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Football Federation Australia has defended this season's controversial sudden-death A-League finals series which critics say disadvantages the top-two teams.
Source:
AAP
4 Mar 2013 - 9:54 PM  UPDATED 5 Mar 2013 - 8:07 AM

With four games remaining before the finals it looks certain Western Sydney Wanderers and Central Coast Mariners will occupy first and second spot.

But where in season's past they would have had the advantage of a double chance, a loss in the revamped format means instant elimination.

The FFA has dropped the two-legged major semi-final and the preliminary final and reduced the series from four weeks to three.

Now the top-two clubs sit out the first week of the playoffs and wait to play the winner of third versus sixth and fourth versus fifth in the semis with the winners progressing to the grand final on April 21.

Many have claimed the knock-out format rewards mediocrity as a team which just scrapes into the top six - likely finishing with more losses than wins and as many as 25 points behind the top two after 27 rounds - needs to string just three wins together to be crowned champions.

Mariners coach Graham Arnold has openly criticised the system but A-League boss Damien de Bohun says it's fairer and ensures a broader interest.

"The fact that the top two have a week's rest to start and then go straight into a home semi-final by most measures is a significant advantage," de Bohun told AAP on Monday.

"The way the A-League ladder is right now there's a real interesting discussion about fans staying involved and interested right the way through."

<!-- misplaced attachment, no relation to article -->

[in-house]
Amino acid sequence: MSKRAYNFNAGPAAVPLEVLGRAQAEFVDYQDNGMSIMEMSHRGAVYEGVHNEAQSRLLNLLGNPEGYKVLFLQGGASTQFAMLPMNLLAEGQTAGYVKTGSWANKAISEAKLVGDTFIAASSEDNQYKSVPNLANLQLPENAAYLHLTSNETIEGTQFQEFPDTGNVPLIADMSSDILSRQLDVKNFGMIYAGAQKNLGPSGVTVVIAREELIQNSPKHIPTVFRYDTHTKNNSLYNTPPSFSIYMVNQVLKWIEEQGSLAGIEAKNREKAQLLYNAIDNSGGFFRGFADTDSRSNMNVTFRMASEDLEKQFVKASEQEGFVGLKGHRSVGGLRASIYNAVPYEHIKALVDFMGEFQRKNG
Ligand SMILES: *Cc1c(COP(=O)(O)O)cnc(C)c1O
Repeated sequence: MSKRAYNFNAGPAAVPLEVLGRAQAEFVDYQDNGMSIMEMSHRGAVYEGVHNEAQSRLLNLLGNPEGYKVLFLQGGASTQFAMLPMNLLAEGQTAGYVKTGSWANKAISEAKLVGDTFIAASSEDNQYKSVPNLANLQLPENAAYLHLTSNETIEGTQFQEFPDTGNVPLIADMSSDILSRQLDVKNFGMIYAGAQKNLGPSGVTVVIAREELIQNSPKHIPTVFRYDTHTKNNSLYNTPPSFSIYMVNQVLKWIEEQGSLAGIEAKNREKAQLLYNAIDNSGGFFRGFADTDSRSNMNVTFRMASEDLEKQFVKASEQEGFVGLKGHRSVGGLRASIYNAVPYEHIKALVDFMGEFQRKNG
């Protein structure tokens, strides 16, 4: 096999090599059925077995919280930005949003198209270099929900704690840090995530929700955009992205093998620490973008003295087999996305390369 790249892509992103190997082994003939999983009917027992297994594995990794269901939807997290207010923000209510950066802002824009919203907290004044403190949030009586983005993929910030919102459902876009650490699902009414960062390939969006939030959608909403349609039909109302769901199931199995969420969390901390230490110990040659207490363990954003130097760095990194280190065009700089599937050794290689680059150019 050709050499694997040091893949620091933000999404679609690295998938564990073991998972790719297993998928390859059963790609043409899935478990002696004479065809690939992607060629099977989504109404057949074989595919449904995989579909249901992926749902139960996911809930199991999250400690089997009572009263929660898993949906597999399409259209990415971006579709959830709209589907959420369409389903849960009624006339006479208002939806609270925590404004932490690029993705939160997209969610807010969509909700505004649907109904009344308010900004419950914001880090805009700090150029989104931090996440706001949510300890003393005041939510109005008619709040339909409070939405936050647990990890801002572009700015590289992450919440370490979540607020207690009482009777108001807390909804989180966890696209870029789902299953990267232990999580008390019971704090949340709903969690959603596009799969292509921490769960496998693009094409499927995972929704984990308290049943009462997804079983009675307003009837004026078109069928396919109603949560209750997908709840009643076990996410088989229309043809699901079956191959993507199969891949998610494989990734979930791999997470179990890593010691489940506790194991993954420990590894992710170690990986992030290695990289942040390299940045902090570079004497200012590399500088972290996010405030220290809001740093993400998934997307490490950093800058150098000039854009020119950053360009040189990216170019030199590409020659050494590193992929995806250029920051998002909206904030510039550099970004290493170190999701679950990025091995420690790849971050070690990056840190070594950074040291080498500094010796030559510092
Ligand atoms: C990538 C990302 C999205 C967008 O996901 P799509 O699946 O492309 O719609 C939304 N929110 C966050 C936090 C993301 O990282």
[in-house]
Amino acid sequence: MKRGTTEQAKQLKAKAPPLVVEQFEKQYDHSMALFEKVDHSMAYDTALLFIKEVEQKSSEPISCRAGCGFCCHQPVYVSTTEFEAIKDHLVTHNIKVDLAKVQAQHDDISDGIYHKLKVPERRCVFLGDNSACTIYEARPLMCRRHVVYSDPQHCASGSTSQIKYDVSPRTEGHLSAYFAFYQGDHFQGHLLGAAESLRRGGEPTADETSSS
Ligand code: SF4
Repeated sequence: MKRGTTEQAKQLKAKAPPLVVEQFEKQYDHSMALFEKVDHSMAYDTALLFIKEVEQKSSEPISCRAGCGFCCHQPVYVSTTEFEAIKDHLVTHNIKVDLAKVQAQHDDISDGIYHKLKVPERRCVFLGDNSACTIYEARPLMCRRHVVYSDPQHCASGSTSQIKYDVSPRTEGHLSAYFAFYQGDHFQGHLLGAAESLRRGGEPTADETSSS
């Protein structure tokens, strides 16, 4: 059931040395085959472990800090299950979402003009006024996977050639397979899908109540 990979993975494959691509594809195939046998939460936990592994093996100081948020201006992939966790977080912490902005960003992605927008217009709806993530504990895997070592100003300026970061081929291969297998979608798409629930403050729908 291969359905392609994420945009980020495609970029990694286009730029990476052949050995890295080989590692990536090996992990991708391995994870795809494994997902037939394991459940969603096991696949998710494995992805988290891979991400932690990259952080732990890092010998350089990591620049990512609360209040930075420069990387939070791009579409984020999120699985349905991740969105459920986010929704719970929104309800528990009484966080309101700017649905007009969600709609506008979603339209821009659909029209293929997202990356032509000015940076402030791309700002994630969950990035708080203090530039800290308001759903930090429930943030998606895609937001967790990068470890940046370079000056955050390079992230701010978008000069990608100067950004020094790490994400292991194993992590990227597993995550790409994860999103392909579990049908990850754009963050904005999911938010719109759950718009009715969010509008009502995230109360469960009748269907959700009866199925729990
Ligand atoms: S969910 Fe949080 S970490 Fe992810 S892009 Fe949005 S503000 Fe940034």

De Bohun conceded the FFA would review the system at the end of the season.

The one thing he says won't happen is eradicating the finals series all together in favour of a European-style system in which the team finishing at the top of the ladder is the champion.

He said while the Premiers' Plate is recognition of a season's worth of excellence, in Australian sport there can be no champion without a grand final.

"If we had the first-past the post system it would be between two teams right now and you'd have fans of the eight other teams losing interest," de Bohun said.

"The reality is, in Australian sport, playing a grand final is the most important day of the year and the winner of the grand final is undoubtedly considered the champions of the league.

"Over the last few years there's been crowds of over 50,000, there's been broadcast audiences of over 300,000. So by every measure it is quite easily the most important day of the year."

Wanderers skipper Michael Beauchamp agrees and says the easiest way to settle the debate about whether the Premiers' Plate is more important than the championship trophy is to win both.

"In Australia we love that grand final atmosphere," he said.

"That's what we've grown up being used to so I don't think it will be changing any time soon.

"So if we win both of those that would be fantastic."